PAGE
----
Posts tagged ‘Merkle’

March 20, 2020

Free Webinar: Get Fundraising Tips in the Time of COVID-19

[GOOD NEWS UPDATE (March 21, 2020): If you attempted to register for my free webinar with the AFP Greater Philadelphia Chapter, you may not have been able to do so as the program was immediately over-subscribed. However, AFP-GPC has increased capacity to accommodate more participants. Please try to register now by clicking here. I apologize for the inconvenience, and thank you for your patience.]

[UPDATE (March 20, 2020): Based on how quickly my free webinar became over-subscribed, I realize that there is a massive need for information about how the coronavirus pandemic is affecting the nonprofit sector and what we can do about it. If your charity or professional association wants to deliver an online training program on this, or any other subject, please contact me. Together, we’ll get through this.]

Join me for a free webinar hosted by the Association of Fundraising Professionals – Greater Philadelphia Chapter and sponsored by Merkle Response Management Group. During the program, I’ll outline 12 ways coronavirus (COVID-19) will affect your nonprofit organization. I’ll also share powerful, practical tips for coping with the current fundraising environment. In addition, you’ll get 10 useful survival tips to keep you, your colleagues, and your loved ones safe during this challenging time.

The webinar is free of charge and open to fundraising professionals and nonprofit managers and senior volunteer leadership everywhere. Here’s what you need to know:

Coronavirus (COVID-19): Ways It Will Affect You and Your Fundraising Efforts

Wednesday, March 25, 2020

1:00 PM – 2:00 PM (EDT)

You’ll Get:

      • Insights about key ways fundraising efforts will be affected by COVID-19.
      • Tips for keeping yourself, colleagues, and loved ones safe.
      • Bonus materials.

Click here to register now.

Each day, you and I are confronted by new information concerning the spread of the coronavirus and the related implications. It’s a lot to keep up with. Yet, we must for ourselves, our loved ones, and our organizations upon which so many depend. We try to stay on top of the story, but it’s an incredibly fluid situation. Then, there are the nagging questions we ask ourselves or the CEO asks or a board member asks, including:

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January 15, 2016

3 Direct Mail & Email Lessons from the For-Profit World

The nonprofit and for-profit sectors can learn a great deal from each other. For example, there are three powerful insights from the for-profit sector about direct mail and email marketing that fundraising professionals can certainly benefit from.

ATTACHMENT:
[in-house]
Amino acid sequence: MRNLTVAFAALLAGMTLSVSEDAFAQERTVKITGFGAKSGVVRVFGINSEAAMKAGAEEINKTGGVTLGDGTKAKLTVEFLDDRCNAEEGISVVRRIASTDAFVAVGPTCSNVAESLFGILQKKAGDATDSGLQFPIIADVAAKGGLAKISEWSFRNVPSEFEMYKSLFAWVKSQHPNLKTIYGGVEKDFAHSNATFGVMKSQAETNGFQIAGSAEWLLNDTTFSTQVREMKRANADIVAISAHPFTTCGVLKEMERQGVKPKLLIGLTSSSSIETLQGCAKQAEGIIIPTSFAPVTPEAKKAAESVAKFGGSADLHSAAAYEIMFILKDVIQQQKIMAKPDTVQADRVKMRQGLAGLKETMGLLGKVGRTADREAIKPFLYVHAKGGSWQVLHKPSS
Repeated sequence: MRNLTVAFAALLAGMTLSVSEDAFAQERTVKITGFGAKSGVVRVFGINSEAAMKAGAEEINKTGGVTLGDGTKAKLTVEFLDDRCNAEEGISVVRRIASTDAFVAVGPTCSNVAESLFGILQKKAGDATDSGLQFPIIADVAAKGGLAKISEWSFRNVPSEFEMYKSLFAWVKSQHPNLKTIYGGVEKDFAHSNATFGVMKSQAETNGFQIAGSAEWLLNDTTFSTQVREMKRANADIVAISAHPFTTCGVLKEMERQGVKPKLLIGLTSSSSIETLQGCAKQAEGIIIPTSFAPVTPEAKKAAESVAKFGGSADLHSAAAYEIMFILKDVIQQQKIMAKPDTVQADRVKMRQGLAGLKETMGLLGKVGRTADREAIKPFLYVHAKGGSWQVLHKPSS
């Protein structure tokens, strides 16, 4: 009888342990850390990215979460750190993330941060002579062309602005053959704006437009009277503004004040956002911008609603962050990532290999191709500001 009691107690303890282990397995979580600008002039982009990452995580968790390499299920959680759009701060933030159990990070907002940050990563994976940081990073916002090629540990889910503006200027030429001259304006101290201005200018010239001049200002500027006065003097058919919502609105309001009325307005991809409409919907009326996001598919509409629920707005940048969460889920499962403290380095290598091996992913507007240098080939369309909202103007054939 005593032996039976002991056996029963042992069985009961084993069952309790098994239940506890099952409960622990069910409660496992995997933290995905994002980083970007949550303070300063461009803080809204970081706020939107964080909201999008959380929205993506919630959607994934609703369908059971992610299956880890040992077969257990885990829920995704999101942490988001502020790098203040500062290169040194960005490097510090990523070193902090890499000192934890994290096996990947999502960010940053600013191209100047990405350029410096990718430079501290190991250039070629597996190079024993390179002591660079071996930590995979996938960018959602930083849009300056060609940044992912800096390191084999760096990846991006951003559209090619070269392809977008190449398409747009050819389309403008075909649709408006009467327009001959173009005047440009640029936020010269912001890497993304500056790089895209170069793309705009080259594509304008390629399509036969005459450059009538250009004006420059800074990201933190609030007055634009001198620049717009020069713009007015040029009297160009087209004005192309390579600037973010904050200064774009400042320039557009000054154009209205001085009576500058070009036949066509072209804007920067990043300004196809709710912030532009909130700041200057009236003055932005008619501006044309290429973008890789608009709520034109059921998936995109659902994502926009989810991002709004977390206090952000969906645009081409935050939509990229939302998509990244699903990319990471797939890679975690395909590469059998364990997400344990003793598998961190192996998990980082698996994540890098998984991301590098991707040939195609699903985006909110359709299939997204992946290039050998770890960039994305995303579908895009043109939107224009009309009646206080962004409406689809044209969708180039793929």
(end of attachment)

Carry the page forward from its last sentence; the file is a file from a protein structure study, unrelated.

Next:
In a never-ending search for the latest, greatest tactics and ways to cut costs, the nonprofit sector has embraced email fundraising while frequently questioning whether direct mail is dead.

So, what can the for-profit sector teach us?

Lesson 1: Direct Mail is Alive and Well

For both customer acquisition and retention, the for-profit sector knows that direct mail still works. That’s probably because 73 percent of consumers prefer direct mail, according to Epsilon. Furthermore, Interquest Digital Direct Mail Printing reports that direct mail delivers 30 times the response rate of email.

Direct Mail v Email InfographicWhile the numbers will be somewhat different for the nonprofit sector, or for particular organizations, the reality is that consumers (also our donors) like direct mail. That’s why they respond to it. While direct mail is not as effective as it was several decades ago, it remains a powerful fundraising tool.

Now, I’m talking about high-quality, well-crafted direct mail, not something you just throw together. I’m talking about direct mail that is donor centered and touches the prospect’s emotions. I guarantee you that bad direct mail will produce poor results. However, a good direct mail appeal will still achieve meaningful results.

Lesson 2: Direct Mail and Email Work Better Together

It’s not just chocolate and peanut butter that go together. The marketing agency Merkle has shown, in a study for one of its pharmaceutical clients, that email can produce a greater response than direct mail. However, when direct mail and email were used together in a multi-channel marketing campaign, the result was a 118 percent lift over direct mail alone.

For a wealth management client, Merkle found that it could generate a call response that was 1.5 to 3.8 times greater when using email and direct mail together rather than direct mail alone.

Direct Mail and Email 2Sometimes, nonprofit organizations think of their fundraising efforts in silos. “Let’s plan our direct mail appeal. If people don’t respond, we can call them later to renew. But, we’ll need to make sure the timing doesn’t interfere with our email appeal.” Sometimes, I’ll see charities that will exclude people from the direct mail pool who are in the email pool; it’s often seen as a cost-saving tactic.

The reality is that multi-channel, coordinated marketing (and, yes, fundraising) works. Some people are more direct mail responsive (whether or not you have their email address in your system). Other folks are more email responsive. Some individuals need to hear from you a couple of times before you capture their attention. For all of these reasons, multi-channel fundraising could help you get better results. By the way, it’s not just a matter of coordinating direct mail and email. You can also coordinate direct mail and the telephone, email and advertising, etc.

Lesson 3: Test!

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